BUENOS AIRES, Aug 30 (Reuters) - Argentina's central bank cut its 35-day reference rate by 50 basis points on Tuesday, the fifth cut in as many weeks as policymakers sought to pull the economy out of recession amid signs of lower inflation.
The bank cut the rate to 28.25 percent, a move aimed at pushing cash into the real economy by making short-term central bank notes less attractive to investors. The tactic helps gross domestic product grow but can also be inflationary.
"Indicators and estimates from state and private sources suggest the disinflation process continued throughout August," the central bank said in a statement.
Inflation was 2.0 percent in July, down from 3.1 percent in June and 4.2 percent in May, when the official Indec statistics agency issued its first consumer price report since President Mauricio Macri took office in December.
Macri ordered a reform of the agency to make Argentina's statistics more credible after his predecessor was accused of sugar coating data.
Argentina's Central Bank President Federico Sturzenegger said on Tuesday that inflation in August should show a "significant deceleration" but that the bank must remain vigilant.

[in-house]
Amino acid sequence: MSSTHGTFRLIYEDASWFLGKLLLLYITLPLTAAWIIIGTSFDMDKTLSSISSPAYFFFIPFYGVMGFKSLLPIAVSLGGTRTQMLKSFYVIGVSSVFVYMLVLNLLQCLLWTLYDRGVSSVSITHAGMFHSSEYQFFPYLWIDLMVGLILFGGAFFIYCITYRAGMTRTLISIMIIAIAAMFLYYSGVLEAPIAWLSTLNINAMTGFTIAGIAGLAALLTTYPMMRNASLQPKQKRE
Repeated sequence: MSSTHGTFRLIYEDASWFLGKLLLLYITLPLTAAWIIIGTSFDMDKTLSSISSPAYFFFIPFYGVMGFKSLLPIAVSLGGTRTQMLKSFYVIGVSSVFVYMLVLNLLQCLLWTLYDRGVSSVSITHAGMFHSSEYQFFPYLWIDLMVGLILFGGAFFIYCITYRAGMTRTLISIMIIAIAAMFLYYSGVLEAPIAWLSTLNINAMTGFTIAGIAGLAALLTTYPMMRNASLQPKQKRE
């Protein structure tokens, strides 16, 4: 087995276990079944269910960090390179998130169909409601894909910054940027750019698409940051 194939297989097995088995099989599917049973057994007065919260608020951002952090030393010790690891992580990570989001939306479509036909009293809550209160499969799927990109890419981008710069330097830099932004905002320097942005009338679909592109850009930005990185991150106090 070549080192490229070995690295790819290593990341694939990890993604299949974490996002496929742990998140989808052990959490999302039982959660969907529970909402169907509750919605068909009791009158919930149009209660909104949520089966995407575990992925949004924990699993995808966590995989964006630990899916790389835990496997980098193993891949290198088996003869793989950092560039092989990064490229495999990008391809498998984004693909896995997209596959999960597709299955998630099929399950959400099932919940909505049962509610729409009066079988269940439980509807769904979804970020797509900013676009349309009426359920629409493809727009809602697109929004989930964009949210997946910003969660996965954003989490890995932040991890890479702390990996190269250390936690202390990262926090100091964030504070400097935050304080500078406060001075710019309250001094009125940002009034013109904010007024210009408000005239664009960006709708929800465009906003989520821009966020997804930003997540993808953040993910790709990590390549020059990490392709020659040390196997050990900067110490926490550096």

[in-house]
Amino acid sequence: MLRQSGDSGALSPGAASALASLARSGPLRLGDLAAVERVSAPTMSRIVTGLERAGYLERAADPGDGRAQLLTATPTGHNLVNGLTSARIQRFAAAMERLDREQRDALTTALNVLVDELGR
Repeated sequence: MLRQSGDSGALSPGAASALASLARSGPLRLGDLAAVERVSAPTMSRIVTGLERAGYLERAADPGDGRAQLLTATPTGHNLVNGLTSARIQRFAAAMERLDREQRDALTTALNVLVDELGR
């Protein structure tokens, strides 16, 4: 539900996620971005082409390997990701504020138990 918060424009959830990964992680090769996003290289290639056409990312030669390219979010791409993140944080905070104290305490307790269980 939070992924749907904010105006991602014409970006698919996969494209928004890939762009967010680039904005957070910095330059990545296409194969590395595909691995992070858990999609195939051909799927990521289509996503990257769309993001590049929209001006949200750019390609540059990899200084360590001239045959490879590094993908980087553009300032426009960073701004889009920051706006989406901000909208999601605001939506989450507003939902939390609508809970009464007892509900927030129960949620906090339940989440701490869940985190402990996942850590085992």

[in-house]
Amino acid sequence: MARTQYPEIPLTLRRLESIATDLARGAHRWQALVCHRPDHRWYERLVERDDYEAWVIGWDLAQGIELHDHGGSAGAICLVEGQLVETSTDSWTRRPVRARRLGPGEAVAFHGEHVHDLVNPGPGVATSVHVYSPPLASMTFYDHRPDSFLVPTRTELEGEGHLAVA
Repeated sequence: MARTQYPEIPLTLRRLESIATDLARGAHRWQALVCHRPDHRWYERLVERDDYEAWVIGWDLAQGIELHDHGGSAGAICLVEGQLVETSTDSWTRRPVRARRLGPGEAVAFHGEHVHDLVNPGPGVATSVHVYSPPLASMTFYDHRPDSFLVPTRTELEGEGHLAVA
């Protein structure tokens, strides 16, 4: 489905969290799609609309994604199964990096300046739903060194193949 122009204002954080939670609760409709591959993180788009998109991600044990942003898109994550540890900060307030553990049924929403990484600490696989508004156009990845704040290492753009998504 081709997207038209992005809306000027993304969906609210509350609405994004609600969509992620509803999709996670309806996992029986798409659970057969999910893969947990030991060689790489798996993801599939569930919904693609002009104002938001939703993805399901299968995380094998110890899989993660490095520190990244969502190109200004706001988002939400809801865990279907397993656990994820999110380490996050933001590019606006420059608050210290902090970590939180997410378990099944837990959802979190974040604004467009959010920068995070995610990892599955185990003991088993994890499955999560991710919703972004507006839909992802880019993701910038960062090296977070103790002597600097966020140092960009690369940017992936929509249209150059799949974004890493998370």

"A persistent disinflation process takes several months to establish itself as such," he said at a conference in Tel Aviv before the rate cut was announced.
Finance Minister Alfonso Prat-Gay said on Monday inflation is expected to be less than 1 percent in August.
Inflation will likely be 40.2 percent in 2016, one of the world's highest rates, and 19.4 percent in 2017, according to a recent central bank poll of analysts.
Gross domestic product is expected to shrink 1.3 percent in 2016 before snapping back to 3.2 percent growth in 2017, according to the poll. (Reporting by Caroline Stauffer; Editing by David Gregorio)